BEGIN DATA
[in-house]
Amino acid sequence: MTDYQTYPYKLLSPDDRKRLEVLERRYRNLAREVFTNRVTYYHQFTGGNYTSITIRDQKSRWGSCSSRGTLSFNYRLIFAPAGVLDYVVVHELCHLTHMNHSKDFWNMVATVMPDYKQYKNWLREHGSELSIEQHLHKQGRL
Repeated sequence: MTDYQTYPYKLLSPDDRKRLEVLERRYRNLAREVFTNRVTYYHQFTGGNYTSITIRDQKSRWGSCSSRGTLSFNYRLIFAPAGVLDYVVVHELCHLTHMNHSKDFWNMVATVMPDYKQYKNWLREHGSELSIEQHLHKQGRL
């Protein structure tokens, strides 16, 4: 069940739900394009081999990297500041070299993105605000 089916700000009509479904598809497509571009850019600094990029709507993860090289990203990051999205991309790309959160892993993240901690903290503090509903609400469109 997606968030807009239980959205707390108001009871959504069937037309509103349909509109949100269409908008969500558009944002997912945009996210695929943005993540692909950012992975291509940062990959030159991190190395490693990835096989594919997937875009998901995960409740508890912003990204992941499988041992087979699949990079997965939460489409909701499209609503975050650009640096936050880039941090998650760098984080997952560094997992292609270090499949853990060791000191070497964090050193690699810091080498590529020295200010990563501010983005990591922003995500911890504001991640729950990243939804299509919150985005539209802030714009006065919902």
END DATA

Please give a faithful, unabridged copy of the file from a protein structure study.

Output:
[in-house]
Amino acid sequence: MTDYQTYPYKLLSPDDRKRLEVLERRYRNLAREVFTNRVTYYHQFTGGNYTSITIRDQKSRWGSCSSRGTLSFNYRLIFAPAGVLDYVVVHELCHLTHMNHSKDFWNMVATVMPDYKQYKNWLREHGSELSIEQHLHKQGRL
Repeated sequence: MTDYQTYPYKLLSPDDRKRLEVLERRYRNLAREVFTNRVTYYHQFTGGNYTSITIRDQKSRWGSCSSRGTLSFNYRLIFAPAGVLDYVVVHELCHLTHMNHSKDFWNMVATVMPDYKQYKNWLREHGSELSIEQHLHKQGRL
């Protein structure tokens, strides 16, 4: 069940739900394009081999990297500041070299993105605000 089916700000009509479904598809497509571009850019600094990029709507993860090289990203990051999205991309790309959160892993993240901690903290503090509903609400469109 997606968030807009239980959205707390108001009871959504069937037309509103349909509109949100269409908008969500558009944002997912945009996210695929943005993540692909950012992975291509940062990959030159991190190395490693990835096989594919997937875009998901995960409740508890912003990204992941499988041992087979699949990079997965939460489409909701499209609503975050650009640096936050880039941090998650760098984080997952560094997992292609270090499949853990060791000191070497964090050193690699810091080498590529020295200010990563501010983005990591922003995500911890504001991640729950990243939804299509919150985005539209802030714009006065919902």